• When a child is making choices about her behavior, you can point out the choice and the consequences of it.
  • Older children can use choices to learn how to prioritize
  • Once a child makes a choice, lay off on the options, don’t continue to offer choices.
  • Once a choice has been made, be clear as to when it becomes final.

What if the child does not like the choice made?

This is hard for a strong, reasonable parent to watch. Nobody enjoys watching a child be disappointed. But making a choice necessitates learning to live with the choice that’s been made. Disappointment is a good teaching tool, and discipline is teaching.

Teaching consequences of choice that was made

  • When she experiences failure or disappointment, she has to handle it with stability and not feel like it’s the end of the world.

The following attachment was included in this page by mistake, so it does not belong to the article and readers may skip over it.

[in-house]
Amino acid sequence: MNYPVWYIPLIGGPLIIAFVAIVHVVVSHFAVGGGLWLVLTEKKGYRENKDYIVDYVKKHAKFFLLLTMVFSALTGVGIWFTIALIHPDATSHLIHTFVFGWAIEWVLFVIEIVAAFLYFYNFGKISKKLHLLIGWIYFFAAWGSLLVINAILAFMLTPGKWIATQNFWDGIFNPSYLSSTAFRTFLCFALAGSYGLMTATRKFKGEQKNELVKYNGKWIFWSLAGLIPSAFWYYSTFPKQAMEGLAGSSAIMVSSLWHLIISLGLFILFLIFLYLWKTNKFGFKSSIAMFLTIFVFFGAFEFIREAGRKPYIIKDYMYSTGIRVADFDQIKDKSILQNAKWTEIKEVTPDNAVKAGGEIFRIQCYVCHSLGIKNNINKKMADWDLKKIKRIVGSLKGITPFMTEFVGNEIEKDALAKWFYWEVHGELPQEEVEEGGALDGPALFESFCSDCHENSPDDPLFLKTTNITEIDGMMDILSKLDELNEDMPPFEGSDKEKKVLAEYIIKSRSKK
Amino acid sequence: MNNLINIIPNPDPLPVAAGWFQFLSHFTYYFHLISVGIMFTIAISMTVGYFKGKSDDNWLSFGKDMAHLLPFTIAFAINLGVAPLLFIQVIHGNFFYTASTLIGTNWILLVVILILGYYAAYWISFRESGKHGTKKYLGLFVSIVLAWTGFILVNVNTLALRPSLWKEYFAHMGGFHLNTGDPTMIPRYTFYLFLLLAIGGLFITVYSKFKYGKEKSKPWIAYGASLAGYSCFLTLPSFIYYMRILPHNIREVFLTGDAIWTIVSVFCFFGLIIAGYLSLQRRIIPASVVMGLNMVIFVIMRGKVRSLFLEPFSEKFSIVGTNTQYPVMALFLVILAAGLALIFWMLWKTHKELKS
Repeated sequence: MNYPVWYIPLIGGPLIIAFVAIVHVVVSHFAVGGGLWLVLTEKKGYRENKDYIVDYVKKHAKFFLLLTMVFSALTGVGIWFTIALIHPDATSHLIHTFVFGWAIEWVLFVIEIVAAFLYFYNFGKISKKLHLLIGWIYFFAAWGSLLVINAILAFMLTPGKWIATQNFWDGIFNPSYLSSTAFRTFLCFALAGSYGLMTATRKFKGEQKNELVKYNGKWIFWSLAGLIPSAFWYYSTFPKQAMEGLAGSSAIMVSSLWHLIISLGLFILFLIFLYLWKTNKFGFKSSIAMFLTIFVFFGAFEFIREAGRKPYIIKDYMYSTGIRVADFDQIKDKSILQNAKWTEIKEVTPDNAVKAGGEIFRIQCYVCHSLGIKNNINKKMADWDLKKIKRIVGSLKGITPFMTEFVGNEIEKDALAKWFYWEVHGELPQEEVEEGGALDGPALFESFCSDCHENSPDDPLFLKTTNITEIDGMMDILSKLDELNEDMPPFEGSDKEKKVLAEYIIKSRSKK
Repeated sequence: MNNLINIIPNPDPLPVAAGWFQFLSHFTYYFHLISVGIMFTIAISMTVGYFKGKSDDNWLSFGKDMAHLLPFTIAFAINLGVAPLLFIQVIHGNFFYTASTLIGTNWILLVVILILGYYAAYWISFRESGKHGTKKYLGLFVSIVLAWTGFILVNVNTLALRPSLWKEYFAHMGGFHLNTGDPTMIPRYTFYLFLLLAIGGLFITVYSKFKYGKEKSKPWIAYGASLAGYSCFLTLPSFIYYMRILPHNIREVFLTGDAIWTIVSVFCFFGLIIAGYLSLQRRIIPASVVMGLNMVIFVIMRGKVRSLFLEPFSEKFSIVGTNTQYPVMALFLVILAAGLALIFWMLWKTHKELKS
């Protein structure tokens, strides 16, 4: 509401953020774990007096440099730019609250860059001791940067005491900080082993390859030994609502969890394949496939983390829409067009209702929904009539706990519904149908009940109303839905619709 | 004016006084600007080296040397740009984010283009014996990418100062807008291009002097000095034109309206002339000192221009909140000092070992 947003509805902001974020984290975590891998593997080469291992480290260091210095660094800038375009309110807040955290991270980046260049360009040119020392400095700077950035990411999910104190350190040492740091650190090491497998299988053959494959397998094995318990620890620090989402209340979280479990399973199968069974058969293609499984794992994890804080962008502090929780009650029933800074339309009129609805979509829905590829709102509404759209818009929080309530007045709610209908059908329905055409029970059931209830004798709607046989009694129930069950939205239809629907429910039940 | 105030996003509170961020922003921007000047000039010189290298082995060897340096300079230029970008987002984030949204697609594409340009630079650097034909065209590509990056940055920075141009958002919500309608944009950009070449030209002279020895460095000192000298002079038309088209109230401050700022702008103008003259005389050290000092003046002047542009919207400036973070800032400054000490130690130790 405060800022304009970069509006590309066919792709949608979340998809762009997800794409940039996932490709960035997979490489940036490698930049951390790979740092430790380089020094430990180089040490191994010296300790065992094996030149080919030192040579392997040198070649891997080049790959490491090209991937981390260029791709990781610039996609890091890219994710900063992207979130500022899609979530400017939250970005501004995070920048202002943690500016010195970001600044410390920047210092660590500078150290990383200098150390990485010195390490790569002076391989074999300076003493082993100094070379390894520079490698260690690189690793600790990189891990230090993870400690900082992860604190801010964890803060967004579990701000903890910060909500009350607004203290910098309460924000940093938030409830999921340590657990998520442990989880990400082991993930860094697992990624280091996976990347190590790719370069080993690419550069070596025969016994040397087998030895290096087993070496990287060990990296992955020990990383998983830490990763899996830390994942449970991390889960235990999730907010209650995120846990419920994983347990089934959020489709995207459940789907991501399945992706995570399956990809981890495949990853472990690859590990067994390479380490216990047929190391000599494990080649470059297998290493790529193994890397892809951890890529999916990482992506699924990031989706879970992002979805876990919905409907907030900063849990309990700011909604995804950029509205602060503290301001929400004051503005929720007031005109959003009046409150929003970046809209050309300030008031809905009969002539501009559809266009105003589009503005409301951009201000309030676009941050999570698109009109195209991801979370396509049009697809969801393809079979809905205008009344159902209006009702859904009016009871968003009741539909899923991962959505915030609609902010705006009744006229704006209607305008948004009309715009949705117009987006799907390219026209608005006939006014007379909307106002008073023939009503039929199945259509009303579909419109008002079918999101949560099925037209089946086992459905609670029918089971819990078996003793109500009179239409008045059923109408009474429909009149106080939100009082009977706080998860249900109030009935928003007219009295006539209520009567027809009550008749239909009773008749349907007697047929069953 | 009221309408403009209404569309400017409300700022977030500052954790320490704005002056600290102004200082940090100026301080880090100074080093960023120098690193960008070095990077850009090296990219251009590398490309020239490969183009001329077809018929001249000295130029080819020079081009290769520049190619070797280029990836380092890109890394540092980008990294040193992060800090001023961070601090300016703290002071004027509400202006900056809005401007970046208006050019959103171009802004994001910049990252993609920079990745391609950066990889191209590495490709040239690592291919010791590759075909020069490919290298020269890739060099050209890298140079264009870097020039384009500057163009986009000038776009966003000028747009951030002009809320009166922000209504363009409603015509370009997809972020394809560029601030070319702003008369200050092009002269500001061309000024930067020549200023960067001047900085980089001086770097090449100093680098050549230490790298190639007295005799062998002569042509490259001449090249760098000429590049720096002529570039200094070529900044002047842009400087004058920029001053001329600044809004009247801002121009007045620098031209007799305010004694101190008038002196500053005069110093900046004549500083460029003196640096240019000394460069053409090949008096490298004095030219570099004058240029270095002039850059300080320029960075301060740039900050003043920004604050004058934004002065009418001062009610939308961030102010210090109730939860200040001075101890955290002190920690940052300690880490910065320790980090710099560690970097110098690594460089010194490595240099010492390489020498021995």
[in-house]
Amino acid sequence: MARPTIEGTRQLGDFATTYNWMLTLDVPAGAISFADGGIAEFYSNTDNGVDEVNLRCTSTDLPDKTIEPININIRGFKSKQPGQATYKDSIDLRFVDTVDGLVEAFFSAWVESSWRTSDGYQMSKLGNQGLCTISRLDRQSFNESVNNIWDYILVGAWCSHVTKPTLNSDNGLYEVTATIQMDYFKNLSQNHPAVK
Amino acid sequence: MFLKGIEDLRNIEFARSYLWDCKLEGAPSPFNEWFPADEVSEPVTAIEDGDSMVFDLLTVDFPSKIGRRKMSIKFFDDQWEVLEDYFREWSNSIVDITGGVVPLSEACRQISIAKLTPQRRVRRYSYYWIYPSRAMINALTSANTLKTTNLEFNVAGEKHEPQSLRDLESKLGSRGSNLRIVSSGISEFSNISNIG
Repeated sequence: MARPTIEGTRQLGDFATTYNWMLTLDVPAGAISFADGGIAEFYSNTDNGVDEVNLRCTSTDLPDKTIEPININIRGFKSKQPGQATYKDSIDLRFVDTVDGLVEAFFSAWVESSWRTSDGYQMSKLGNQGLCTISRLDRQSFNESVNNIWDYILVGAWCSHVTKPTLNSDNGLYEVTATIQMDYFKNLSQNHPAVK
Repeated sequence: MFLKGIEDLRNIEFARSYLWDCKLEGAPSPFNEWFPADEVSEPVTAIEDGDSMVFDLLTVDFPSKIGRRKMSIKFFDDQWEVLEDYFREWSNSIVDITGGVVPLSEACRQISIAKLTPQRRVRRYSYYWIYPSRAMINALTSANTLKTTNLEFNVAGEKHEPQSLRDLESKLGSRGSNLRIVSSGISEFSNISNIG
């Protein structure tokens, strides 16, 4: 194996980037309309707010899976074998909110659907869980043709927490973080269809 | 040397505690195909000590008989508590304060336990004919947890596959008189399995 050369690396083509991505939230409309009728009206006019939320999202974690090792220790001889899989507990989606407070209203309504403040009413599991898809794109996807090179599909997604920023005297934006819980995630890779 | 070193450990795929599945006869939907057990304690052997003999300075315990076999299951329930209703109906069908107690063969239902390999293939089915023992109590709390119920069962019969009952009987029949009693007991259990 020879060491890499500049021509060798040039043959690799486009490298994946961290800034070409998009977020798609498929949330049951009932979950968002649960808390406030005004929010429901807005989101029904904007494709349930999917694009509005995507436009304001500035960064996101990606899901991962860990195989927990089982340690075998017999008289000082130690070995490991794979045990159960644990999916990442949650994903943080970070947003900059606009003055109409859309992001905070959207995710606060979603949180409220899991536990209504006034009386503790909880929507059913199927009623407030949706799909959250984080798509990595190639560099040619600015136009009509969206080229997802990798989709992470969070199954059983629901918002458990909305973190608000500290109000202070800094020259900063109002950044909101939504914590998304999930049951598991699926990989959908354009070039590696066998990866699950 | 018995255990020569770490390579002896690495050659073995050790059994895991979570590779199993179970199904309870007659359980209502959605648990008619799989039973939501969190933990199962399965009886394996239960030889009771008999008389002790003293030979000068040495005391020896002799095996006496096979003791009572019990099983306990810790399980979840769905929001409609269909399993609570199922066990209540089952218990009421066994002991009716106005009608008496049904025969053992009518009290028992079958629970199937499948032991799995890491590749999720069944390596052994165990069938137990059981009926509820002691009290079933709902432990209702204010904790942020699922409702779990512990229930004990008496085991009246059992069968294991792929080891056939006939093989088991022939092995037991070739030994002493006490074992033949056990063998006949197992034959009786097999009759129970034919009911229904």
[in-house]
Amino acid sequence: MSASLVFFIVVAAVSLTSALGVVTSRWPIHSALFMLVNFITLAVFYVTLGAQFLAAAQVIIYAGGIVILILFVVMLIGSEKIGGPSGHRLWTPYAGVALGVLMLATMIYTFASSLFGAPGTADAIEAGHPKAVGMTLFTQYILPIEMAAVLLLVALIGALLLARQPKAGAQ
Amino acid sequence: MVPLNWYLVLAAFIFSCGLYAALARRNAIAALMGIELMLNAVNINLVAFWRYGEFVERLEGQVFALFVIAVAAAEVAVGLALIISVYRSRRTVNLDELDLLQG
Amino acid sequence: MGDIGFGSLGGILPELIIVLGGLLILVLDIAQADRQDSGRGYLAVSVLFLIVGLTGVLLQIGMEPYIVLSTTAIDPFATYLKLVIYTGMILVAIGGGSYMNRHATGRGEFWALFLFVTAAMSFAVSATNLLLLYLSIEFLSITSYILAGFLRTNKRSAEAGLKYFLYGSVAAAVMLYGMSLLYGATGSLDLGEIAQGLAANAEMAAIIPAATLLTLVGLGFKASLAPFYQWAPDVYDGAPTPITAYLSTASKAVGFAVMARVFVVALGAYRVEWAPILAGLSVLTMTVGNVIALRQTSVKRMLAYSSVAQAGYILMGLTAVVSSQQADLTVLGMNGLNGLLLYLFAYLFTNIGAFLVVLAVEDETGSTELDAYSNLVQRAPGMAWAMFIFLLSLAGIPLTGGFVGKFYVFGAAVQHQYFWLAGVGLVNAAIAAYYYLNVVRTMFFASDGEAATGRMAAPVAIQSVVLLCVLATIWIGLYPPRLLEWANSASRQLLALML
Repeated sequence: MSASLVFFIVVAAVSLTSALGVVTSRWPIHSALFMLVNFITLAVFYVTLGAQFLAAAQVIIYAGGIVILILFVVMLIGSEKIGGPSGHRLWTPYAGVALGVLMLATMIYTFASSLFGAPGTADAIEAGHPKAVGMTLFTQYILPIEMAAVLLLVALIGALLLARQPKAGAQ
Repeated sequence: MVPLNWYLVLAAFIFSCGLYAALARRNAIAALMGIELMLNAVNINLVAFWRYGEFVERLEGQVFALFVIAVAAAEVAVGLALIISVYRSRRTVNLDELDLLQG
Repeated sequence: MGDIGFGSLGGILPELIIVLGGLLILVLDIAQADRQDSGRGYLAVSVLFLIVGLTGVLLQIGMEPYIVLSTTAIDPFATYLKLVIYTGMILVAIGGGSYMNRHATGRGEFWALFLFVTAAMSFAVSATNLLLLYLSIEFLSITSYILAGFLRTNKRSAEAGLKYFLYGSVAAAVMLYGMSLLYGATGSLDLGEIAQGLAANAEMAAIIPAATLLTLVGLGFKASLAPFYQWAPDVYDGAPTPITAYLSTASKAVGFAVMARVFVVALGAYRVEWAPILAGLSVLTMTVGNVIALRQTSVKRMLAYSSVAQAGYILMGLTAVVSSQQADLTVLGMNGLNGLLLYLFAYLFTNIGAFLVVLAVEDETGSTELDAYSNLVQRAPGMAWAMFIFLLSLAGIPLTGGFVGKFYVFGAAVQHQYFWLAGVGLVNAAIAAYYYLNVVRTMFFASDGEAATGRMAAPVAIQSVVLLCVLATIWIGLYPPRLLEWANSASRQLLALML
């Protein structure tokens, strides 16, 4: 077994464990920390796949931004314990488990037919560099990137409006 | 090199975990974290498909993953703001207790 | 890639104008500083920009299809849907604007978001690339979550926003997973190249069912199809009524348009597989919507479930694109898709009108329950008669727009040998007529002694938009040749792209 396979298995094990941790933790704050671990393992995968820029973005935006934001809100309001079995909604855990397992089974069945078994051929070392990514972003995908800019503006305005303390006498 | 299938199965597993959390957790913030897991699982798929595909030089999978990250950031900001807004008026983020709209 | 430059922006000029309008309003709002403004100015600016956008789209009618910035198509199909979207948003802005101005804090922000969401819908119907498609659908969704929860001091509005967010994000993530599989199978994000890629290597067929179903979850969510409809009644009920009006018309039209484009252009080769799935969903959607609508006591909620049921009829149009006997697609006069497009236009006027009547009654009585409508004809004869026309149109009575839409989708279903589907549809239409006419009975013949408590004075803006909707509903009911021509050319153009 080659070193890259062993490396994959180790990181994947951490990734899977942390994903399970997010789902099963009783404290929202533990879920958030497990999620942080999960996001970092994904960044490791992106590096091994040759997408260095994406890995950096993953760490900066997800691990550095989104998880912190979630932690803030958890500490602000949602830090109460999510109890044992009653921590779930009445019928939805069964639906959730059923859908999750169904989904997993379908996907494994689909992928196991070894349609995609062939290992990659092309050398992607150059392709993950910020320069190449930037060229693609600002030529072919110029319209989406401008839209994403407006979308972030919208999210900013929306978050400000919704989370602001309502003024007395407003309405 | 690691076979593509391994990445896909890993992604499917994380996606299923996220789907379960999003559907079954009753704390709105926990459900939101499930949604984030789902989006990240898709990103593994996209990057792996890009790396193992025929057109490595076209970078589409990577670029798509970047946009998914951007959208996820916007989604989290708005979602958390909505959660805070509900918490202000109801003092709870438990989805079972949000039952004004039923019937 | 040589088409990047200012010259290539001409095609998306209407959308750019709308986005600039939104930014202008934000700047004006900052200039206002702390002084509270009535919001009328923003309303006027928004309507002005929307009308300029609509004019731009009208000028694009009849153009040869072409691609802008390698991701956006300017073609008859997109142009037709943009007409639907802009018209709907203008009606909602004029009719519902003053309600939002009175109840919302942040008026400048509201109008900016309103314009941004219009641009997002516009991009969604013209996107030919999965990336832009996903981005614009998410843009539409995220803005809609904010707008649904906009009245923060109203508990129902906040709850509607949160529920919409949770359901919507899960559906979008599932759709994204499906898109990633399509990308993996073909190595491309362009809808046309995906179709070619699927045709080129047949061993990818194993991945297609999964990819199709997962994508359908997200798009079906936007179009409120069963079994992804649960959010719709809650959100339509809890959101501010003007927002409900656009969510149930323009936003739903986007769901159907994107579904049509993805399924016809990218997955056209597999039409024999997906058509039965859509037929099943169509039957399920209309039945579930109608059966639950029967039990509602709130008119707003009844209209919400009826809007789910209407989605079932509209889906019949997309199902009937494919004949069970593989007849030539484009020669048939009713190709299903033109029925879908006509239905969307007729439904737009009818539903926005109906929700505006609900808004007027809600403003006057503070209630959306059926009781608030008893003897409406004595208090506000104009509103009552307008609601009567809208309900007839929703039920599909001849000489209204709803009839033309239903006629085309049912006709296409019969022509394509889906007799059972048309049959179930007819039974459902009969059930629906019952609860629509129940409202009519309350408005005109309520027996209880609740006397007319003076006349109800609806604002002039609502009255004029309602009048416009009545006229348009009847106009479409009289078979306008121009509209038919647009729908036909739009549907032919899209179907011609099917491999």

• When her friends are doing something that she feels is not right, she will not blindly follow, but she will have the anticipation to see what consequence may be ahead of her.
  • When she has a decision that did not turned out as planned, she would have emotional stamina to pull herself up and not feel defeated.
  • When she is faced with defending what she believes and her faith she will not hesitate or be embarrassed in any circumstance.
  • When she experiences rejection, she knows that was not her choice and it will just stimulate her to be even better and more assertive.

The book Teaching with love and logic by Jim Fay and David Funk is beautifully written about how to empower children and help them learn how to make good choices. Creating stronger relationships with students can lead to more cooperation is one major take away from this book.